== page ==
Tloko glyph

나하
naha – /naːha/ – river; stream; creek

reminiscent of Han Character

The glyph on the left is the ‘epigraphic’ version, the middle is the ‘text’, and the right is the ‘handwritten’. The green “pa” is the syllable from which the glyph was derived.

Tloko glyph

마우
maua | -hua – /maːwa/ | /ɦʷa/ – flower; plant; bloom

reminiscent of a blooming flower

The glyph on the left is the ‘epigraphic’ version, the middle is the ‘text’, and the right is the ‘handwritten’. The red “nno” is the syllable from which the glyph was derived.

Tloko glyph

I messed up the post from July 25th, so here is the correct post.

으마
uma – /uːma/ – horse; equine

reminiscent of Han Character

The glyph on the left is the ‘epigraphic’ version, the middle is the ‘text’, and the right is the ‘handwritten’. The red “x” indicates this glyph was not derived from a syllable glyph.

Tloko brushstroke order

The basic principles for writing Omyatloko are simple, namely that writing characters should be economical, with the fewest hand movements to write the most strokes possible. This promotes writing speed, accuracy, and readability. This idea is particularly important since as learners progress, characters often get more complex. Since stroke order also aids learning and memorization.

General Guidelines:

Write from top to bottom, and left to right.
Horizontal before vertical.
Outside before center (unless otherwise indicated).
Enclosures before exteriors.
Dots and minor strokes last.

A few examples:

Because each glyph uses all nine points in a 3×3 grid, each point is named to define and explain stroke order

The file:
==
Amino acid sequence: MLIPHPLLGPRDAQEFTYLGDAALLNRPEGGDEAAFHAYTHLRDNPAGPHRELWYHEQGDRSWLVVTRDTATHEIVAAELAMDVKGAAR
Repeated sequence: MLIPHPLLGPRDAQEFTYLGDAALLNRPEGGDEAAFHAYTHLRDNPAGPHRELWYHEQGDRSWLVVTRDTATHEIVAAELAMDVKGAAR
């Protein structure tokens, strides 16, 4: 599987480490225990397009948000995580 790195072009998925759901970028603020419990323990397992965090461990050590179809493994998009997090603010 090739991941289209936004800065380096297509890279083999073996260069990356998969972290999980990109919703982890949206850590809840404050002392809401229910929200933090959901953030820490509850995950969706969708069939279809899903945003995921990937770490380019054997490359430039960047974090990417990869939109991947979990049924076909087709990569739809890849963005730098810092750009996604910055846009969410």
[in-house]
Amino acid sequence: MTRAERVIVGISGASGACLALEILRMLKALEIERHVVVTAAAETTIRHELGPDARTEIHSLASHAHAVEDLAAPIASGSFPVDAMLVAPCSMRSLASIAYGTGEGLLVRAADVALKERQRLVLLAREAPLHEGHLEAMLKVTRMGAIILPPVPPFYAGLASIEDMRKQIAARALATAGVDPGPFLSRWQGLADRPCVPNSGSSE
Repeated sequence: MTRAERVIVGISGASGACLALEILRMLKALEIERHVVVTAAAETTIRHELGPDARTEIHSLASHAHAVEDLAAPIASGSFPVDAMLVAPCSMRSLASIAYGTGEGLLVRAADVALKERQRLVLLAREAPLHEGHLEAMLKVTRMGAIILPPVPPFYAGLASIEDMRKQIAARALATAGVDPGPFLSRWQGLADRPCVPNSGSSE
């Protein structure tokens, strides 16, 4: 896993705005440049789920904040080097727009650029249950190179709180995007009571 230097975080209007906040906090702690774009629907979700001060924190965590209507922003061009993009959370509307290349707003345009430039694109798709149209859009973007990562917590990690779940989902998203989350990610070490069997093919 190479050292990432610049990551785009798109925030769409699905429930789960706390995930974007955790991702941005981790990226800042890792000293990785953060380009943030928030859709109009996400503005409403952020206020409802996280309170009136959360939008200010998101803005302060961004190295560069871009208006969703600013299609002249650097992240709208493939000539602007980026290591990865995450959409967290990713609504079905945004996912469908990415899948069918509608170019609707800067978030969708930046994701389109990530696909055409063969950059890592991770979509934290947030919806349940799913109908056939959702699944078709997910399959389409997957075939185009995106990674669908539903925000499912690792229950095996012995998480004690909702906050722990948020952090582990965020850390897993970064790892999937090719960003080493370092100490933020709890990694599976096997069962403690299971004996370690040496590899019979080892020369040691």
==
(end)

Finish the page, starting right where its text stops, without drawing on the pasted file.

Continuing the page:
In these examples you can see that each point is not pronounced or listed as it may not be a juncture or stopping point for the brush. However, each point is covered by the brushstroke. A colon “:” marks a raise of the pen/brush.

Kala Phrase

으그 마조 냐 다즈 더 구타 가
uku matso nya tatsu te kuatla ka
/uːku kɛ maːt͡ʃo ɲa taːt͡su te kʷaːt͡ɬa gaː/
number brushstroke for glyph of snake Q
How many strokes does the glyph for “snake” have?

Ch. 12, Path of the Warrior

다나고 거 도 더나다나고 거 도 더나
가바
끼후 다 히가부
다이 냐 므야 인디부 그 아노 냐 어먀딤
머 어먀디북
임보 다 므야허

tanako ke to tena
kapa
nkihua ta hikapua
ta’i nya muya intipua ku ano nya emyatim
me emyatipuak
impo ta muyahe

/tanaːko kɛ to teːna
kaːpa
ᵑkiːɦʷa ta ɦikaːpʷa
taːʔi ɲa muːja ɪⁿtiːpʷa ku aːno ɲa emʲaːtim
mɛ emʲatɪːpʷak
iːᵐpo ta mujaːɦɛ/

fight-AG O way obstruct
enough
long.time 2s wait-PFV
2s.REFL for do restrain-PFV CONJ again for occurrence-normal-PL
but occurrence-normal-PFV-NEG
therefore 2s do-NEC

The Warrior Obstructs the Way
It is enough.
You have waited for a long time.
You have restrained yourself from acting, waiting for things to take up their natural course once more.
But they have not done it.
So you must act.

From Path of the Warrior, by Lucas E. Schultz

Tloko glyph

자가
tsaka – /t͡ʃaːka/ – house; home; residence

reminiscent of Han Character

The glyph on the left is the ‘epigraphic’ version, the middle is the ‘text’, and the right is the ‘handwritten’. The red “tsyo” is the syllable from which the glyph was derived.